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My Experience with the Wilson Reading System

by Teresa McHugh, reading specialist

Over the past thirty years since I have been a special educator, I have been exposed to many different methods of teaching reading. I would like to tell you about the children I teach and the Wilson Reading System and why I think they fit together well.

My students have been classified as having learning disabilities, attention deficit disorders, behavior disorders, and autism. Most of my students have trouble with decoding and because of this, they have reading comprehension deficits. Their reading skills are significantly below grade level. They may rush when reading out loud and guess at words that they don't recognize. Sometimes they slowly "sound out" words and it takes so long to reach the end of a sentence, they cannot decipher meaning from it.

Attention is another issue for many of my students. Keeping focused on the task at hand can be extremely difficult. Attitudes toward reading are often poor because they know they do not do as well as their same grade peers. Memory can be a factor in holding on to new sounds in isolation or within a word. Even if they are successful in decoding enough words to form a sentence, paragraph, or page, they cannot remember the thoughts that the words combine to express. Frequently, disorganization works against their efforts to improve reading skills. It is not unusual for my students to work very diligently on a paper in class or at home only to find that it has disappeared into a "black hole" between home and school. These are some of the problems, which face the students on my caseload.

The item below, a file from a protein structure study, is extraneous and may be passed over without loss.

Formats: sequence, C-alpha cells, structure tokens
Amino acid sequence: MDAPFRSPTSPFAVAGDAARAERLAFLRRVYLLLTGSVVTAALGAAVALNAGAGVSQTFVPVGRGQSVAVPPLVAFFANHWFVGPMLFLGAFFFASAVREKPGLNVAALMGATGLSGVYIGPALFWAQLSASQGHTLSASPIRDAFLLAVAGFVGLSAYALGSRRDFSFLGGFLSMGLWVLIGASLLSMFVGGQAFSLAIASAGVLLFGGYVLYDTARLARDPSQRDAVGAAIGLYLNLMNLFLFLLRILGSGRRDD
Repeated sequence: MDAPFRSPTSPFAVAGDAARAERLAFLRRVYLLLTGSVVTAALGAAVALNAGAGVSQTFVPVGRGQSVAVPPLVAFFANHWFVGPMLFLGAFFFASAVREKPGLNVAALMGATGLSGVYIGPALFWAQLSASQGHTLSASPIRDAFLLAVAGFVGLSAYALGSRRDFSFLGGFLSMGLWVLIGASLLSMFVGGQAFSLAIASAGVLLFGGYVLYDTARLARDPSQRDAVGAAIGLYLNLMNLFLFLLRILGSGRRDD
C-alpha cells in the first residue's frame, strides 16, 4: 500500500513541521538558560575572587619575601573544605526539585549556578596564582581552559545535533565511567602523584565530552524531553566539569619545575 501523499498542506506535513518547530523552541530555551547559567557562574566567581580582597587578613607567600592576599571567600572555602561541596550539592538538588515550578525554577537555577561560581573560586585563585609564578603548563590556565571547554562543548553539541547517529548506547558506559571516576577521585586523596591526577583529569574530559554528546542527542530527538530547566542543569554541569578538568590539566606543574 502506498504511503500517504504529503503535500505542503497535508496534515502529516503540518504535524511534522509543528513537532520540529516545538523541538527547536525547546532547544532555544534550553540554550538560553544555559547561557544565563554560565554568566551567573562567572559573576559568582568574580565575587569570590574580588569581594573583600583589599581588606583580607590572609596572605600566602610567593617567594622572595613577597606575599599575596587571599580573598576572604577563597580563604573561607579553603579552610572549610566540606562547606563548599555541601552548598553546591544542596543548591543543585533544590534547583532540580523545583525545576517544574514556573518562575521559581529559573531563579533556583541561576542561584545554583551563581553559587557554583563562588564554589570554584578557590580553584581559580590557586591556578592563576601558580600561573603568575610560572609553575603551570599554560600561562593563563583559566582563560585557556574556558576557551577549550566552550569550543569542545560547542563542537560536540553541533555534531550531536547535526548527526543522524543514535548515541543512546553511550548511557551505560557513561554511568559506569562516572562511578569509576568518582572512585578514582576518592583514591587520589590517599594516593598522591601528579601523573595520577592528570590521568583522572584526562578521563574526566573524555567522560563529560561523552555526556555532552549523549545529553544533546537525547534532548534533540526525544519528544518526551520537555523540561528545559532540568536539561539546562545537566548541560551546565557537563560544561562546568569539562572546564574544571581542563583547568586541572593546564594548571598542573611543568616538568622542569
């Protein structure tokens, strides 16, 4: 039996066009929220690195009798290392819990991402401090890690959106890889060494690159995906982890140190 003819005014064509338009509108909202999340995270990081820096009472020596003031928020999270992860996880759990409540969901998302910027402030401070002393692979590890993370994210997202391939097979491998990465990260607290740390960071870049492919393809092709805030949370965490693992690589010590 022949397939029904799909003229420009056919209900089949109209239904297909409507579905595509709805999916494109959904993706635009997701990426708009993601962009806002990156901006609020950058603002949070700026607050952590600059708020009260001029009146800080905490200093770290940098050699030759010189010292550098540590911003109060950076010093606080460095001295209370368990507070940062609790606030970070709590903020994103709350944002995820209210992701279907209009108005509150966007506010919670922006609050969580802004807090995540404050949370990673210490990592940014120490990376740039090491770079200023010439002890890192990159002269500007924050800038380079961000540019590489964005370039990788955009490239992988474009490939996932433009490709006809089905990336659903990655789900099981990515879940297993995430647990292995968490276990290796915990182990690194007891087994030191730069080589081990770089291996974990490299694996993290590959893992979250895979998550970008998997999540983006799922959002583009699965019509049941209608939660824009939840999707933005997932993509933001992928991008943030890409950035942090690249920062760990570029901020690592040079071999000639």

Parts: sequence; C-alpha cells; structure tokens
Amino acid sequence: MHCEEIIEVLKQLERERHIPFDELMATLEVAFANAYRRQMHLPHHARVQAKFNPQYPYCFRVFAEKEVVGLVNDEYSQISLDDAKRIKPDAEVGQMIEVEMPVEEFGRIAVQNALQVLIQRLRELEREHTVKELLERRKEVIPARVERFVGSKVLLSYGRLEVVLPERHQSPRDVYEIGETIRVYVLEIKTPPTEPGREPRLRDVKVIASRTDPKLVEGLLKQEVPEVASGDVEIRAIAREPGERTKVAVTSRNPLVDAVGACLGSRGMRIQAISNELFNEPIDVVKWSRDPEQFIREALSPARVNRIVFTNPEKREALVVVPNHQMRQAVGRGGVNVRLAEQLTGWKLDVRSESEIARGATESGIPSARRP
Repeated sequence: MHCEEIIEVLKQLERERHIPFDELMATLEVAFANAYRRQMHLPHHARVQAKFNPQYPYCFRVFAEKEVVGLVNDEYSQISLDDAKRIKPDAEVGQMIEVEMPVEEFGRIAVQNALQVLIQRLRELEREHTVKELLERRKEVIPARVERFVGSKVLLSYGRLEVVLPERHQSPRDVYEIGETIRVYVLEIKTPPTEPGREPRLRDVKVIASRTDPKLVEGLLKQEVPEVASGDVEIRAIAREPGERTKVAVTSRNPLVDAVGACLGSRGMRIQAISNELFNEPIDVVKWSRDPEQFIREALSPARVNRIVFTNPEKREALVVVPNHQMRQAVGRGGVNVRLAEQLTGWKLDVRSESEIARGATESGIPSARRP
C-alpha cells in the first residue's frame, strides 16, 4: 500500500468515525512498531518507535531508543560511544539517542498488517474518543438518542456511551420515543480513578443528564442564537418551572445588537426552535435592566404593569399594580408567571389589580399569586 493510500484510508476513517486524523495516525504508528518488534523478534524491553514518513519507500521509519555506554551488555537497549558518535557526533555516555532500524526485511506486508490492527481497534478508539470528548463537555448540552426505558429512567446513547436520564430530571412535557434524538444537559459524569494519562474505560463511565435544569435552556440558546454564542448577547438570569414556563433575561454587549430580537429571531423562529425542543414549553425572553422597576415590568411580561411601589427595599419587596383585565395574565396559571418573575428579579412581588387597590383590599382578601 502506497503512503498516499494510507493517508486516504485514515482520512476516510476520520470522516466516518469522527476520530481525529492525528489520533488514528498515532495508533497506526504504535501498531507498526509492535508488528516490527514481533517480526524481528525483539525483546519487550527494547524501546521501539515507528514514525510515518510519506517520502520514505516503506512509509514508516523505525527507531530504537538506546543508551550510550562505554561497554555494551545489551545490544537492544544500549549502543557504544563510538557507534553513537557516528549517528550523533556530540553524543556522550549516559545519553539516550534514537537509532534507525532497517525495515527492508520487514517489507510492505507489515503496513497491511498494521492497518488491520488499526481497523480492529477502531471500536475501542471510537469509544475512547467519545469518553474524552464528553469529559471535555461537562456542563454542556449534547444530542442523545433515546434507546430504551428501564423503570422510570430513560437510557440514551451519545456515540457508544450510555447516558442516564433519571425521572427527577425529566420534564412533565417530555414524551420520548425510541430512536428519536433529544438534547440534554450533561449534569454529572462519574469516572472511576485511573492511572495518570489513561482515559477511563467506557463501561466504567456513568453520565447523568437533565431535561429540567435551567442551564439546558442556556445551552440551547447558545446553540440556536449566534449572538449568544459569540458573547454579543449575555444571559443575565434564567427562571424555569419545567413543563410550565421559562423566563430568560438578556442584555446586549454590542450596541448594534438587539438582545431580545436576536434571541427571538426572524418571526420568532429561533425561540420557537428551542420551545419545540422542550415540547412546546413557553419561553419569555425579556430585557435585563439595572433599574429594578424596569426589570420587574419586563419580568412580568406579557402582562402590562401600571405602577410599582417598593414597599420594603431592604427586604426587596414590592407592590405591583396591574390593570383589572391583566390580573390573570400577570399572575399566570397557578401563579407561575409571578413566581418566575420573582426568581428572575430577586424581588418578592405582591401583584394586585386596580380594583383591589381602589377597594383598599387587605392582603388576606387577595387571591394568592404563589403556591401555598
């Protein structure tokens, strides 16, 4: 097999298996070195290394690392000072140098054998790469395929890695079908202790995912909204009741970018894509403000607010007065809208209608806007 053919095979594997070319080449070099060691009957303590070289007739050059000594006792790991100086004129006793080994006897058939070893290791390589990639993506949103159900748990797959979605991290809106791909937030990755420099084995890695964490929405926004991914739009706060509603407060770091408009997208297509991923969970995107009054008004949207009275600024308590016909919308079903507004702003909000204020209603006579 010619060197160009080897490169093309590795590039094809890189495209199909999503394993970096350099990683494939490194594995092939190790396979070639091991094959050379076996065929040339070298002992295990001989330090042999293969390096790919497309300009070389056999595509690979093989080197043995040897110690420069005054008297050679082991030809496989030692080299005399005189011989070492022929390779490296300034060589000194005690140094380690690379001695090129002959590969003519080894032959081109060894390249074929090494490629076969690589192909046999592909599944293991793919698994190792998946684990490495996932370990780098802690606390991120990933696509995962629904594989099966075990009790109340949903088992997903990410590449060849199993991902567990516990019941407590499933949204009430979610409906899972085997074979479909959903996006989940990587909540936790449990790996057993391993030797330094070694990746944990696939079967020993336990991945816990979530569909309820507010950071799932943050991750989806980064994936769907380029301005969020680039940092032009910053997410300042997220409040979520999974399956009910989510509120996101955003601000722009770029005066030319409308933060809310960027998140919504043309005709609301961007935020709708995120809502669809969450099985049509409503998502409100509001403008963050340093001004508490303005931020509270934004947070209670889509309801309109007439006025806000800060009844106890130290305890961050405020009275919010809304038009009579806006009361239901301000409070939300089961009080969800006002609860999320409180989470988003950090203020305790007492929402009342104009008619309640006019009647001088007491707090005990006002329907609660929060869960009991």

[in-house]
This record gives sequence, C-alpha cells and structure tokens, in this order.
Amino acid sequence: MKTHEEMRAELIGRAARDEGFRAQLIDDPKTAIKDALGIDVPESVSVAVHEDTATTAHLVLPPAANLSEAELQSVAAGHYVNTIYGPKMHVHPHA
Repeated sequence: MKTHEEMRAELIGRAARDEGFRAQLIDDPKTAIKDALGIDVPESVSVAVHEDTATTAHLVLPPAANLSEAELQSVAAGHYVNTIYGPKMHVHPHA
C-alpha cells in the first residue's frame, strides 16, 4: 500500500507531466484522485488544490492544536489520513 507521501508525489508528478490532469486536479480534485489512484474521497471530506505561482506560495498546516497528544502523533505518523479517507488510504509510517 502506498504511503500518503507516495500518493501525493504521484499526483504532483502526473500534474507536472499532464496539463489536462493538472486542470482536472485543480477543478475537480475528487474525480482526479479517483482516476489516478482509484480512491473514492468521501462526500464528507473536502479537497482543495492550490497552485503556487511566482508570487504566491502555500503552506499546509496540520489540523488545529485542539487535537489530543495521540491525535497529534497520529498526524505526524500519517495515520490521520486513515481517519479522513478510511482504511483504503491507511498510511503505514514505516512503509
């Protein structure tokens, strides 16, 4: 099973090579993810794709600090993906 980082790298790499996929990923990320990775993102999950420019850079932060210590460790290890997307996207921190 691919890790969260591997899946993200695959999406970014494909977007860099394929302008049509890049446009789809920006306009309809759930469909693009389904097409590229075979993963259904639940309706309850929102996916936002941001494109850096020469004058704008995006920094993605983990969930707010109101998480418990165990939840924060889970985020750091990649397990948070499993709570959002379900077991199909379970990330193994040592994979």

Although I have used many methods of remediating reading over the years, I believe that the Wilson Reading System has shown some of the greatest results in terms of increase in decoding skills and subsequently comprehension skills. I would like to briefly describe the steps of the Wilson Reading System and explain why, in my opinion, I think it works so well for struggling readers.

The ten major steps of the Wilson Reading System are these:

  • Sound card drill (symbol to sound)
  • Instruction and review of reading concepts or rules.
  • Review of new and previously taught word cards.
  • Wordlist reading and charting of number correct.
  • Sentence reading.
  • Quick drill (sound to symbol)
  • Teach new spelling concept and review those previously taught.
  • Written dictation so student can write sounds, words, and sentences.
  • Controlled text, words the student has mastered, passage reading.
  • Listening comprehension of enriched text, words outside those the student has mastered.

In each step, a constant weaving of review questions brings previous concepts back. Although this program is largely aimed at improving decoding skills, the stories provide opportunities to read and retell information of increasing length and complexity.